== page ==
Reuse of Wastewater in Agricultural & Industrial Application

Agricultural Practices

crop farming using wastewater
Reuse of wastewater for crop irrigation must not pose health risks both to the plantation workers and the consumers and special attention needs to be given to check on whether high coliform bacteria concentration still remains in the effluent. Despite being exposed with potential health risk, the practise on reuse can never be entire eliminated especially with the constraints in getting continuous fresh water supply and partly also due to the abundance of nutrient present in the treated wastewater. Farmers around the world have been relying on this reclaimed wastewater to grow crops and reduce the risk of failures resulting from drought and to cut down cost of applying fertilizers. Overall, the suitability, apart from factors related to crops tolerance should mainly focus on safety issues especially on whether pathogens and presence of hazardous substances still remains after the treatment plant removal processes. Because of that, governing bodies including WHO have set certain rules and guidelines including follow-up recommendation and restriction on possible reuse.

Toxicity is mainly due to presence of heavy metals. Irrigation with wastewater contaminated with heavy metals not only reduce crop yield but also the accumulation will eventually passed on to consumers. Issues related to specific ion toxicity can also remain a problem especially when consumers and households’ cleaning chemicals contain elevated levels in certain ion content especially boron and this substances eventually remains in the wastewater. The toxicity effect can actually end up harming the human population in two ways, either by contamination brought about when leachate pollutes the groundwater source or when the toxic heavy metals remain in the crops. Thus a proper monitoring plan needs to be set up to ensure that the wastewater does not exceed the maximum recommended limit and in-detailed studies need to be conducted to evaluate the overall effects.

Microbial Contamination
Health hazards can also be caused by microbial contamination but risks can be mitigated depending on crop type, irrigation method and also by applying safe farming work practices. In fact, WHO has set a risk assessment and management guidelines to tackle on this issue while governing bodies also spelled out their own reclamation regulations before the wastewater can be applied in irrigation practices. For instance, the most common approach is based on median number of total coliform count and in order to achieve this level, a tertiary treatment processes using filtration or ozone disinfection needs to be applied. Usually the minimum treatment requirement is based on the use of reclaimed wastewater and its applications. Apart from microbial, sometimes infectious agents such as worms and trichuris can also pose serious health risk, thus all these also needs to be taken into careful planning.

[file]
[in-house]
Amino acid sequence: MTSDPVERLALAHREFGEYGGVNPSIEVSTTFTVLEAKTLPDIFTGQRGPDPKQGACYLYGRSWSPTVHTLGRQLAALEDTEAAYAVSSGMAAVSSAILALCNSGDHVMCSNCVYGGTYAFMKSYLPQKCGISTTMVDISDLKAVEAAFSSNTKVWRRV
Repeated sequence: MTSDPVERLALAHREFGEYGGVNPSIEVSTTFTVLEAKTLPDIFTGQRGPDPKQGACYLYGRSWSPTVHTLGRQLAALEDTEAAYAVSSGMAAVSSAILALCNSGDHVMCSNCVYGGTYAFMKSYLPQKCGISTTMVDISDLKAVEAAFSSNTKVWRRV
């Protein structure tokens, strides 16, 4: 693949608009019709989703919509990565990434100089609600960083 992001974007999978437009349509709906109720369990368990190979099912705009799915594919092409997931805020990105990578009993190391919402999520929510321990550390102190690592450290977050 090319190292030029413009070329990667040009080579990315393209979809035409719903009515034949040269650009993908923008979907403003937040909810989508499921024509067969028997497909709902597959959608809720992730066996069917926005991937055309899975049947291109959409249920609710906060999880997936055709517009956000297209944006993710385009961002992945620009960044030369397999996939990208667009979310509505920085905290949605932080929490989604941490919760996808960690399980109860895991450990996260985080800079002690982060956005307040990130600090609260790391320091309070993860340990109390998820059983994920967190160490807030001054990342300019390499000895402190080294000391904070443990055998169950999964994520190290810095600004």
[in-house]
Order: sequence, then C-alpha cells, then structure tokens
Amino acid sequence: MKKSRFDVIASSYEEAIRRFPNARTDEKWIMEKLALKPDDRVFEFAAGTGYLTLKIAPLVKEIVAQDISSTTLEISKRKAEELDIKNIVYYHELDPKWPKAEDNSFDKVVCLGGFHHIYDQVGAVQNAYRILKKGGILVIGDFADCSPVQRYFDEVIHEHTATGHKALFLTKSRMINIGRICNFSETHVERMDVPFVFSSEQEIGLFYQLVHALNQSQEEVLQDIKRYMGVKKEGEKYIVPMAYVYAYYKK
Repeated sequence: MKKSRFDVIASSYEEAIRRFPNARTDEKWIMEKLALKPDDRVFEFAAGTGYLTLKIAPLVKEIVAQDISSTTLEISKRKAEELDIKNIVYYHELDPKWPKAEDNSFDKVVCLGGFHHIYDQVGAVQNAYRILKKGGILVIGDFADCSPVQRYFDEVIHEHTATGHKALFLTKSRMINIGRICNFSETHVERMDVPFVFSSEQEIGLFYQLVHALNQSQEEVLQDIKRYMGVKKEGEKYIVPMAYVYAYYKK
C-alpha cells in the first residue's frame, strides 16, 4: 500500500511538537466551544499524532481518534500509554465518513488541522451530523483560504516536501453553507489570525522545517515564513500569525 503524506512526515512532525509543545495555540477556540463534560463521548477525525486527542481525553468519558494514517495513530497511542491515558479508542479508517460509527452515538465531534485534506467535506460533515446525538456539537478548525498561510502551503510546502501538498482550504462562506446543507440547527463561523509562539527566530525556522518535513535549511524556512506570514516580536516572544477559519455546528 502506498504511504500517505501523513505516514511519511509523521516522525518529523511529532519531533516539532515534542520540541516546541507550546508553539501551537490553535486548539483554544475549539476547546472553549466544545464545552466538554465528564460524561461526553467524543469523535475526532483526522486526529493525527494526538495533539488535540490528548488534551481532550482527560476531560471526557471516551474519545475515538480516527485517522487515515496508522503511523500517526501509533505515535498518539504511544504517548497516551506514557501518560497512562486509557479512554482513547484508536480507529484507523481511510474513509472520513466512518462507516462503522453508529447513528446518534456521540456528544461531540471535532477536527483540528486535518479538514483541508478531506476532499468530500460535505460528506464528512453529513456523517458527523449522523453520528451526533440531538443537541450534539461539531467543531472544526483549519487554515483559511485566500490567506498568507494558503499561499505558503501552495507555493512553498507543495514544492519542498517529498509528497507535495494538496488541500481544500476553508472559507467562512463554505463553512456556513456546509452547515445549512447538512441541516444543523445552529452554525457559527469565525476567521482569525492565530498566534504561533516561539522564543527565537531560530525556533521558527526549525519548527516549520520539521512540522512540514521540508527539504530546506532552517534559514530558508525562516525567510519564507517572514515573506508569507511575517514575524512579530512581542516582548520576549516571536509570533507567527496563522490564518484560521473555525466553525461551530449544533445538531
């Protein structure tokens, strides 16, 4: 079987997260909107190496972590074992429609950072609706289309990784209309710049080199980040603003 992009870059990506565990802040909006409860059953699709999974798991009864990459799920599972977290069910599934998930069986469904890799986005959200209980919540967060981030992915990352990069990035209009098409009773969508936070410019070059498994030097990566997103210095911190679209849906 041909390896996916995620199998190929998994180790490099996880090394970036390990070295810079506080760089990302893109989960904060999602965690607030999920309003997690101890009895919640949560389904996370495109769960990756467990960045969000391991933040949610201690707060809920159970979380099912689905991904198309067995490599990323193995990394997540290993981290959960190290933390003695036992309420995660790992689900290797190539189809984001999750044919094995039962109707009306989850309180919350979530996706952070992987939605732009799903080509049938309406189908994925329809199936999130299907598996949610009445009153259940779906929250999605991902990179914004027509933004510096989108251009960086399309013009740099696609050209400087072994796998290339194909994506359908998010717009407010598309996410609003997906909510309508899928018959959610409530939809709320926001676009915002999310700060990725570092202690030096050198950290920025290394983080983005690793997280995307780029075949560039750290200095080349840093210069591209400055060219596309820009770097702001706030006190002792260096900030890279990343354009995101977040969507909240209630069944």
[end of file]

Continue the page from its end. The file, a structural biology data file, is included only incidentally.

Industrial Application

Demands of water for industrial application have risen significantly over the last decade and in fact, most of it is largely used as cooling tower make-up water which is needed in almost every industry. Cooling tower basically operate in a closed system separate from the main processes, thus use of treated wastewater presents an opportunity to reduce the consumption of potable freshwater. Usually before the effluent is used, it will be subjected to chemical treatment to adjust the pH, addition of scaling and corrosion inhibitor chemicals so that this will reduce scaling and corrosion effect to the systems. Although use of freshwater can still cause all of these problems that reduce the efficiency of the whole cooling tower operation, the effect is more profound when reclaimed wastewater is used here.

Scaling and Corrosion
Scaling is basically caused by formation of deposits mainly calcium and magnesium scales. In order to reduce this effect, phosphate should be removed in the upstream wastewater treatment processes so that formation of the first calcium salt which is calcium phosphate can be controlled. There are also other wastewater treatment options such as ion exchange that basically reduce the calcium and magnesium content but however, the high treatment cost factor will not make the whole approach on using treated wastewater seem not feasible. Similarly, for wastewater with still high TDS level will increase the electrical conductivity and therefore lead to accelerated corrosion effect. Presence of metals like iron will further make it worse and usually treated wastewater must undergo addition of inhibitors before it can be transferred for use in the cooling water system.

Biological Hazard
Use of reclaimed wastewater that contain high coliform count can also lead not only towards reduced heat transfer efficiency but also other health related issues as loss of water during normal operation can create airborne effect that can jeopardize the health of the workers operating the cooling tower. Even though most wastewater from treatment plant has already undergone disinfection procedure, but however, due to the ideal conditions present in the system, whereby it is moist, rich in nutrient and organic content, this will promote biological growth. To deal with the problem here, biocide is usually added in proportionate amount and with wastewater source; do expect to use higher dosage.

Recommended Engineering Books